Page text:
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From: Rainer Schöpf <rainer.schoepf@gm...>  20110716 19:54:48

On Fri, 15 Jul 2011 at 14:18 0400, Ted Kosan wrote: > This past May I submitted the following question to the Reduce forum > which was about turning off automatic simplification: > > http://sourceforge.net/projects/reducealgebra/forums/forum/899364/topic/4499010 > > The revalp code that Tony submitted provides a partial solution, but a > full solution would allow functions like NUM, DEN, and SUB to be used > on the expression so that it can be analysed and manipulated. At one > point I thought that I could add this feature myself, but I found that > I will have to study Rlisp further before I have the skills needed to > do it properly. Actually, you have to understand how the simplification process works (basically what the functions in packages/alg/reval.red do). The problem here is that things that look similar in function may be quite different. NUM/DEN are good examples: the argument of these operators is fully simplified before the actual numerator or denominator is taken. Which is to say right now that they will not work in "nosimp" (ie. OFF REVALP) mode. The same goes for SUB: substitution happens by simplifying and converting the expression into a standard quotient and descending into the constituents of this standard representation, performing the substitutions on the way. This is necessary to perform more complicated substitutions, like replacements for products of several terms. Consider a product like a*b*c in which you want to replace a*c by something else. Clearly this substitution must happen even if if there are many factors between a and c. On the other hand, PART and friends work on an expression "as it is", ie. without simplifying their arguments. So, accessing parts of an expression is possible even without simplification. I believe it would be possible to implement these "syntactical" access functions to work in nosimp mode. Variants of NUM/DEN could then be defined in terms of these functions: procedure NUM2 u; if ARGLENGTH u = 1 then u % number of symbol else if not (part(u,0)=quotient) then u % toplevel operator is not quotient else part(u,1); procedure DEN2 u; if ARGLENGTH u = 1 then u else if not (part(u,0)=quotient) then u else part(u,2); One could add definitions like these for many of the standard operators, to be used in nosimp mode, instead of the standard ones. This may be the easiest solution. > I am asking for this capability on behalf of the GeoGebra project > (http://GeoGebra.org) because they are in the process of adopting the > Java version of Reduce as the CAS computation engine for GeoGebra. By > the way, GeoGebra has millions of users worldwide and its level of > adoption continues to increase. They are very excited about the idea > of using the commercialquality Reduce CAS as the computation engine > for GeoGebra and their plan is to ship Reduce with the new GeoGebra > 4.0 in August. > > I have asked Simon Weitzhofer, who is a GeoGebra developer, to join > this email list so that he can provide more information on the > nosimplification feature that they need for GeoGebra. That would be very helpful. > I am hoping > that this feature can be added to Reduce without too much difficulty. Well, first of all we need to understand what is actually needed. Thanks, Rainer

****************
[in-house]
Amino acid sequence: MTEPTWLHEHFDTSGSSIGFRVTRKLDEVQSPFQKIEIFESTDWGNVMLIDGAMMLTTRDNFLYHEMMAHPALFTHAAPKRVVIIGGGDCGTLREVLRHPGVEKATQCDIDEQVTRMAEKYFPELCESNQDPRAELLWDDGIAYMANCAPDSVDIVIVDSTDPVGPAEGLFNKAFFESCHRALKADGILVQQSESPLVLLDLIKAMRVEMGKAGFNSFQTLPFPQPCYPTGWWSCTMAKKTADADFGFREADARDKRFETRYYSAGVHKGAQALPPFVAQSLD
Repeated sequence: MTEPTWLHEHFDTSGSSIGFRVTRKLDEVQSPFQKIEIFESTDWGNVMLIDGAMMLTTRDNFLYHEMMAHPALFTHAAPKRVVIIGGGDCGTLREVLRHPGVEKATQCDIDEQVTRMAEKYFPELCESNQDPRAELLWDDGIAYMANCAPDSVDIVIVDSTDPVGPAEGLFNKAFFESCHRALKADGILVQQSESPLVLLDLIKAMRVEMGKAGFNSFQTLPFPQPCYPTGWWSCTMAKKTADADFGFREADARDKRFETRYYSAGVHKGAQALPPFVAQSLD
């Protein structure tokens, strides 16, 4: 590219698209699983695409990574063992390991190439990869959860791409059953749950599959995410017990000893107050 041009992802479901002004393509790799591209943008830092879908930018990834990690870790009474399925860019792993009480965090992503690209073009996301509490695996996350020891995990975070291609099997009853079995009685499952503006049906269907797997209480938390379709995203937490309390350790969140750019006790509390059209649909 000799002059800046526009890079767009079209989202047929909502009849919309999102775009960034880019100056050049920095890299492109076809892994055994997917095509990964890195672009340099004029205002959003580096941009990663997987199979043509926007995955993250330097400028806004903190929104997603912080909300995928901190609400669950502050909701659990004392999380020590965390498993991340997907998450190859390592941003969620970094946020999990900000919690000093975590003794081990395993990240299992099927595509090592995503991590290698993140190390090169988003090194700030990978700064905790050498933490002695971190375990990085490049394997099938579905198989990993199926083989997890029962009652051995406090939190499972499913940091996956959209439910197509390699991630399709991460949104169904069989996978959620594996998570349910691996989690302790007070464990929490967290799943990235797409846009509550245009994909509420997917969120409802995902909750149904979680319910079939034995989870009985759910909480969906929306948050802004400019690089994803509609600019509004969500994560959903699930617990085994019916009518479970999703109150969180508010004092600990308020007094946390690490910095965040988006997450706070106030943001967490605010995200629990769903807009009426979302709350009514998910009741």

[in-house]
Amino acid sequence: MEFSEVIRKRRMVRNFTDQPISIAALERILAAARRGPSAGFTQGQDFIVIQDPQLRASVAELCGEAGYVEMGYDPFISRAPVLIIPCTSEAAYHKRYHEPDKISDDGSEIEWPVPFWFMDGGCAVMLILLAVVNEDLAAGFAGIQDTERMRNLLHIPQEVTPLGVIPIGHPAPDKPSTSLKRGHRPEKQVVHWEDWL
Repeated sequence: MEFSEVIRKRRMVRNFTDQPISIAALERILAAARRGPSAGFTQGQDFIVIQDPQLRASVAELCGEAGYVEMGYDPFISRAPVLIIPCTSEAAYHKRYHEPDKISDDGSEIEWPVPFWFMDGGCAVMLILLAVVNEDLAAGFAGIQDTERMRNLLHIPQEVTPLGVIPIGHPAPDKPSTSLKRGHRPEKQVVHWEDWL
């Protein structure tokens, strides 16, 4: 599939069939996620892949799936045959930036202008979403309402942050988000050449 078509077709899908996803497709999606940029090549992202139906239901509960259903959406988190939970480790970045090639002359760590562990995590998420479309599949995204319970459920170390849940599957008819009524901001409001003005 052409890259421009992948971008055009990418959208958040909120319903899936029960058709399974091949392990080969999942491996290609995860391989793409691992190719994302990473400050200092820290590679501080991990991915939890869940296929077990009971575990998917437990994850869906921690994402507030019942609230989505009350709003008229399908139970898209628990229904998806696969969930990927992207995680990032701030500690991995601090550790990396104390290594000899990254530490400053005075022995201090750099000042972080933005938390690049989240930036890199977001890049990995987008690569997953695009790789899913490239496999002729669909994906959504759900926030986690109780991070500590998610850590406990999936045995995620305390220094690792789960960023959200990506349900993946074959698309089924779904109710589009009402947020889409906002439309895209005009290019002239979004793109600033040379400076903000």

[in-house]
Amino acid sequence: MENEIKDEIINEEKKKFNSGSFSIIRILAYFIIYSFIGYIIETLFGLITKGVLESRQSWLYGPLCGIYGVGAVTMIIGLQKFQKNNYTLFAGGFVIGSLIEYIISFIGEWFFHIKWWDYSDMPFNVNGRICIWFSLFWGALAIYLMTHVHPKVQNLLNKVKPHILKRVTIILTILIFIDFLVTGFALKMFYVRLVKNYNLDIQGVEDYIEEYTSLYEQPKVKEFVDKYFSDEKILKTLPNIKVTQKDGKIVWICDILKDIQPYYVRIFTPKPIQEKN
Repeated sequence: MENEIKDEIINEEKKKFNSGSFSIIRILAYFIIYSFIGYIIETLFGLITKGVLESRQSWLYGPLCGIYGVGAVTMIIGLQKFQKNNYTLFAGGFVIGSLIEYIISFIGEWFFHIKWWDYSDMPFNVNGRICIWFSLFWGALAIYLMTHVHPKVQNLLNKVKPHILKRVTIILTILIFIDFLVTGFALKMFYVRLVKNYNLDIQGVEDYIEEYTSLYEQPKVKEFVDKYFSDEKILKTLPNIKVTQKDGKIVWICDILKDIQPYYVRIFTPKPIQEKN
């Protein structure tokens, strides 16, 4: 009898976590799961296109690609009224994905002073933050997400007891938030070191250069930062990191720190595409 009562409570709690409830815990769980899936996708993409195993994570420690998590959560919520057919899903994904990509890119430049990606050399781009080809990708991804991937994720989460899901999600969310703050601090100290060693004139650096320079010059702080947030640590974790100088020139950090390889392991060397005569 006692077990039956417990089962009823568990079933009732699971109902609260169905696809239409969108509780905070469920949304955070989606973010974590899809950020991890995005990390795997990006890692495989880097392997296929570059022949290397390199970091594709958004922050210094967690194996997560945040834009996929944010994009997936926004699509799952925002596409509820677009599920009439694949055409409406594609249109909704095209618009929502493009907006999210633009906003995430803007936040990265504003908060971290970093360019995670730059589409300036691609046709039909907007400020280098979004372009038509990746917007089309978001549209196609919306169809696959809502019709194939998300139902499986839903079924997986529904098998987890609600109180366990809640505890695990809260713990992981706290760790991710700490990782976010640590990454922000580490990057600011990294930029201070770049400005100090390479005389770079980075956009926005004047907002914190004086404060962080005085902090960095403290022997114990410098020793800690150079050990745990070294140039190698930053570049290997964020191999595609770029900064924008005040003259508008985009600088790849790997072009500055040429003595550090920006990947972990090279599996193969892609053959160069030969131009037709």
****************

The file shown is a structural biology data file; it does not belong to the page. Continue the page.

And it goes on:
From: Ted Kosan <ted.kosan@gm...>  20110716 16:10:31

Rainer wrote: > More generally, one should have various boolean operators for testing type, at > least for those types that can be declared, like matrix, vector, etc. Here is a list of most of MathPiper's boolean operators just for reference: IsAmicablePair, IsAtom, IsBoolean, IsBound, IsCarmichaelNumber, IsComposite, IsConstant, IsCoprime, IsDecimal, IsDiagonal, IsEquation, IsEven, IsEvenFunction, IsFreeOf, IsFunction, IsGaussianInteger, IsGaussianPrime, IsGaussianUnit, IsGreaterThan, IsHermitian, IsIdempotent, IsInfinity, IsInfix, IsInteger, IsIrregularPrime, IsLessThan, IsList, IsListOfLists, IsLowerTriangular, IsMatrix, IsMonomial, IsNegativeInteger, IsNegativeNumber, IsNegativeReal, IsNonObject, IsNonZeroInteger, IsNotZero, IsNumber, IsNumericList, IsOdd, IsOddFunction, IsOrthogonal, IsPositiveInteger, IsPositiveNumber, IsPositiveReal, IsPostfix, IsPrefix, IsPrime, IsPrimePower, IsQuadraticResidue, IsRational, IsScalar, IsSkewSymmetric, IsSmallPrime, IsSquareFree, IsSquareMatrix, IsString, IsSumOfTerms, IsSymmetric, IsTwinPrime, IsUnitary, IsUpperTriangular, IsVector, IsZero, IsZeroVector. Ted